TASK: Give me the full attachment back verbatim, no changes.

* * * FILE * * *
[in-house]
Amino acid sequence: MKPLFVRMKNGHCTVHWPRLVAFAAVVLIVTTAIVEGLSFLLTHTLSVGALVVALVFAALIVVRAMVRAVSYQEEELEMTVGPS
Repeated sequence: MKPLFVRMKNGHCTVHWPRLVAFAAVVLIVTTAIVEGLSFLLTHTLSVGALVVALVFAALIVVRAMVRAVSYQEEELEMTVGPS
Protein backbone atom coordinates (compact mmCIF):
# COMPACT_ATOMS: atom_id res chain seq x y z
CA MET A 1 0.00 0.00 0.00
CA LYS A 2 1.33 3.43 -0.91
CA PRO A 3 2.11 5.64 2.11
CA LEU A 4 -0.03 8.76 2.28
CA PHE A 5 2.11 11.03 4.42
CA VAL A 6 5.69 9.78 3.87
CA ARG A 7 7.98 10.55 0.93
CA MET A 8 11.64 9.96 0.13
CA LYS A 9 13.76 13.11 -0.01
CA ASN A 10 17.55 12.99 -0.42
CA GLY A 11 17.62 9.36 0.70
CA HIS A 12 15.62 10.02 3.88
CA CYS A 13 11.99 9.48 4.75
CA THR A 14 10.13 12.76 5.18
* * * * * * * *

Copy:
[in-house]
Amino acid sequence: MKPLFVRMKNGHCTVHWPRLVAFAAVVLIVTTAIVEGLSFLLTHTLSVGALVVALVFAALIVVRAMVRAVSYQEEELEMTVGPS
Repeated sequence: MKPLFVRMKNGHCTVHWPRLVAFAAVVLIVTTAIVEGLSFLLTHTLSVGALVVALVFAALIVVRAMVRAVSYQEEELEMTVGPS
Protein backbone atom coordinates (compact mmCIF):
# COMPACT_ATOMS: atom_id res chain seq x y z
CA MET A 1 0.00 0.00 0.00
CA LYS A 2 1.33 3.43 -0.91
CA PRO A 3 2.11 5.64 2.11
CA LEU A 4 -0.03 8.76 2.28
CA PHE A 5 2.11 11.03 4.42
CA VAL A 6 5.69 9.78 3.87
CA ARG A 7 7.98 10.55 0.93
CA MET A 8 11.64 9.96 0.13
CA LYS A 9 13.76 13.11 -0.01
CA ASN A 10 17.55 12.99 -0.42
CA GLY A 11 17.62 9.36 0.70
CA HIS A 12 15.62 10.02 3.88
CA CYS A 13 11.99 9.48 4.75
CA THR A 14 10.13 12.76 5.18